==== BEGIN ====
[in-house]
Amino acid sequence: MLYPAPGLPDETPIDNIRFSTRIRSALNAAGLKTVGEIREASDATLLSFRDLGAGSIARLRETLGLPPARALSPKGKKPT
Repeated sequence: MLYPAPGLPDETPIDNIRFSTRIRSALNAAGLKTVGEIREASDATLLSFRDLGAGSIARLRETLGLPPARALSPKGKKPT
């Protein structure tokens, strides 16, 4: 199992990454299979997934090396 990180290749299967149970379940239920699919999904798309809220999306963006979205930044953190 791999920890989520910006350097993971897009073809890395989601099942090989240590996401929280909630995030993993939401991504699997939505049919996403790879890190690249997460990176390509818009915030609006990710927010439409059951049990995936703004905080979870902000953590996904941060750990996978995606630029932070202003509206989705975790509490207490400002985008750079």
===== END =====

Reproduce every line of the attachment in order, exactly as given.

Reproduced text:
[in-house]
Amino acid sequence: MLYPAPGLPDETPIDNIRFSTRIRSALNAAGLKTVGEIREASDATLLSFRDLGAGSIARLRETLGLPPARALSPKGKKPT
Repeated sequence: MLYPAPGLPDETPIDNIRFSTRIRSALNAAGLKTVGEIREASDATLLSFRDLGAGSIARLRETLGLPPARALSPKGKKPT
């Protein structure tokens, strides 16, 4: 199992990454299979997934090396 990180290749299967149970379940239920699919999904798309809220999306963006979205930044953190 791999920890989520910006350097993971897009073809890395989601099942090989240590996401929280909630995030993993939401991504699997939505049919996403790879890190690249997460990176390509818009915030609006990710927010439409059951049990995936703004905080979870902000953590996904941060750990996978995606630029932070202003509206989705975790509490207490400002985008750079």